When tragedy strikes, we all have our own story to tell. Growing up my mother often told the story of sitting in her high school class and listening to the announcement over the loudspeaker that President Kennedy had been shot. I was playing 8 track tapes in my basement bedroom when John Lennon was shot. When the first plane flew into the World Trade Center, I was busy trying out for the club tennis team. And when the 9.0 earthquake shook Japan, I was getting the grey out of my hair at Gold Salon in Azabu Juban, a 15 minute walk from my apartment. Tom was on the 31st floor of the JP Morgan building, Hayden was in Chemistry class at ASIJ, Sophie and Annie were under their desks at Tokyo International school not far from the Tokyo Tower. We all have a story to tell. Unfortunately this one is just beginning and will most likely have many different endings.
Gold Salon is on the 6th floor of a small office building, with the street side wall comprised of a sheet of glass. My appointment was for 3pm and I was a few minutes early, hoping to get in and out quickly as the girls and I had tickets to see Joseph and The Amazing Technicolor Dreamcoat. I had on the plastic slicker and was just getting out my kindle when the earthquake hit at 2:46pm. Earthquakes and tremors are the norm in Tokyo and I was waiting for it to end – usually they only last for a few seconds. But this one continued. And it grew in intensity. Shelves came off the walls and hair products went flying. A glass vase with flowers tipped over, Starbucks coffee cups spilled on end. The baby in the lap of the woman next to me started screaming. The six of us in the salon followed Howard the owner, outside to the metal fire escape stairs. At first I didn’t want to move but quickly realized i’d be alone in the salon if I didn’t. We flew down those stairs as fast as possible. I felt bad for the women who had the dye in their hair. The baby continued to scream. I tried calling Tom and Hayden and the girls. Over and over again. No calls would get through. Outside on the ground, there were throngs of people just standing there looking up at the glass building wondering what to do. Traffic was still moving. I thought everyone had lost their minds. Things calmed down a bit and we went back up into the building thinking it was over. The employees started to clean up the mess. And then the first of the aftershocks hit. I ripped off the plastic sheet, grabbed my bag, took off my high heels and dashed back down. I ran through the streets knowing I had to make it back to my apartment. My building was brand new and it was only 4 stories tall. I knew I would be safest there and my kids would come looking for me if they could. I ran in my socks, as people in the street stood there watching me – like I was the crazy one. They just stood there. What were they waiting for? I thought my lungs were going to burst out of my chest I ran so hard. And I made it home, and into my apartment to find…nothing wrong. The only things that had fallen were Hayden’s trophies from his shelf. I turned on the television and started to watch the event unfold. I texted Tom, I face booked Hayden. I emailed Tokyo International School. Pretty quickly I heard from Tom telling me he was all right and made it down 31 flights. Hayden face booked back to say he had been evacuated to the football field and he was fine. No word from Sophie or Annie or their school. I sat on the floor next to my bed and cried. I cried for my children and my husband and my home. I cried for the life I loved and thought forever changed. I knew things would not likely be the same again. About 15 minutes later the door crashed open and Sophie and Annie came running, screaming for me. We hugged and cried and the relief was overwhelming. Not knowing what was coming next, we decided to find our friends in the building and stick together. A few hours later, Tom made it home – he walked. It took him awhile. Hayden’s bus had to take the back roads as they shut the highways down. He got home 7 hours after the bus left the school. We spent a shaky weekend catching our breath between aftershocks and trying to make plans. Should we stay or should we go? It was a really tough decision but when the schools cancelled class for the week, we decided it was a good time to go. Tom stayed behind to deal with the opening of the Tokyo Stock Exchange the Monday morning following the quake. We made our way to Bali a week earlier than we expected. We are safe and together but we are missing Tom. And we are sad for our adopted country and we are wondering what comes next in our story.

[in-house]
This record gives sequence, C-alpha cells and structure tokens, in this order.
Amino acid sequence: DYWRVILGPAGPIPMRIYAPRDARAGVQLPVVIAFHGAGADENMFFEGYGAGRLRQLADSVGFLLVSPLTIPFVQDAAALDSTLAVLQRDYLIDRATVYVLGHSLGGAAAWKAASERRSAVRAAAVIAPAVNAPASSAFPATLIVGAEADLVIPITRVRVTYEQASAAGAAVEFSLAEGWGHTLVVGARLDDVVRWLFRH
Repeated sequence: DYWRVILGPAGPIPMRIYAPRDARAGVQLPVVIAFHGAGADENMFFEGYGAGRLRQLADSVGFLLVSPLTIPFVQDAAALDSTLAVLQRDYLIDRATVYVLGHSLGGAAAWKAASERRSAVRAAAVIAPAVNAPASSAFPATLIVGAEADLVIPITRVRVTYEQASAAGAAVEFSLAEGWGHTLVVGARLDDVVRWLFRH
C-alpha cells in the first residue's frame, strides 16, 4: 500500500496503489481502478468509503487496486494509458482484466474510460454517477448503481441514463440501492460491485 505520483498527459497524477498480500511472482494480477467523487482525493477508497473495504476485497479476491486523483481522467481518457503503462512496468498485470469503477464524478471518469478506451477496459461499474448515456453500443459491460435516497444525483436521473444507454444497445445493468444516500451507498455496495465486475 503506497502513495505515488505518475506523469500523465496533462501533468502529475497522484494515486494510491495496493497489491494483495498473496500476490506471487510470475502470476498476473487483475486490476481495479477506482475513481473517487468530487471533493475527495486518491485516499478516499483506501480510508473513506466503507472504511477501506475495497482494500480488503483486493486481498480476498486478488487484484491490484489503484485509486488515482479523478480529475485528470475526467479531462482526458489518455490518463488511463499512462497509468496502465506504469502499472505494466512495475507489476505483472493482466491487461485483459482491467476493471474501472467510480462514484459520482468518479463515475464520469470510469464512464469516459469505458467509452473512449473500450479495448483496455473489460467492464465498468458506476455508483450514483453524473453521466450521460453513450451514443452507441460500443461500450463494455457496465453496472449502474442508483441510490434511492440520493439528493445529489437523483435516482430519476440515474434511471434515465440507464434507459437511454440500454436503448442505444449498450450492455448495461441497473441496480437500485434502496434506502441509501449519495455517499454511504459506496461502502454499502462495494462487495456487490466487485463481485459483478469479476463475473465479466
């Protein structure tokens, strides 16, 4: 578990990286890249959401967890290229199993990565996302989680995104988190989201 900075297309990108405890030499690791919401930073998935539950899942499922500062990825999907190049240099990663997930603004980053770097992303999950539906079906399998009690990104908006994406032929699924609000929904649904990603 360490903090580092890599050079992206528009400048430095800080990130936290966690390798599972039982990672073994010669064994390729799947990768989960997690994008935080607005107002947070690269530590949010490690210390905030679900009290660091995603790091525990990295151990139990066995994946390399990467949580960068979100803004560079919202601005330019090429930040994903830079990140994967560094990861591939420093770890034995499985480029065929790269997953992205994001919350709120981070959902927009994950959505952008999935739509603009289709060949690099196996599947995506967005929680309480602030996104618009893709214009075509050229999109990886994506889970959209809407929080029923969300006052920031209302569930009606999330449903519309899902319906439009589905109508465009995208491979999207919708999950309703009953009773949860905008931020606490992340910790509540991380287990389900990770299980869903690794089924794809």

Hence the asterisk.
Please consider making a donation to one of these organizations which have been deemed most reliable by The American School in Japan: Japan Red Cross, Doctors Without Borders, Habitat for Humanity, Global Vision, and Global Giving and International Medical Corps.
*Everyone has a story – if you were in Japan during the earthquake please leave yours as a post.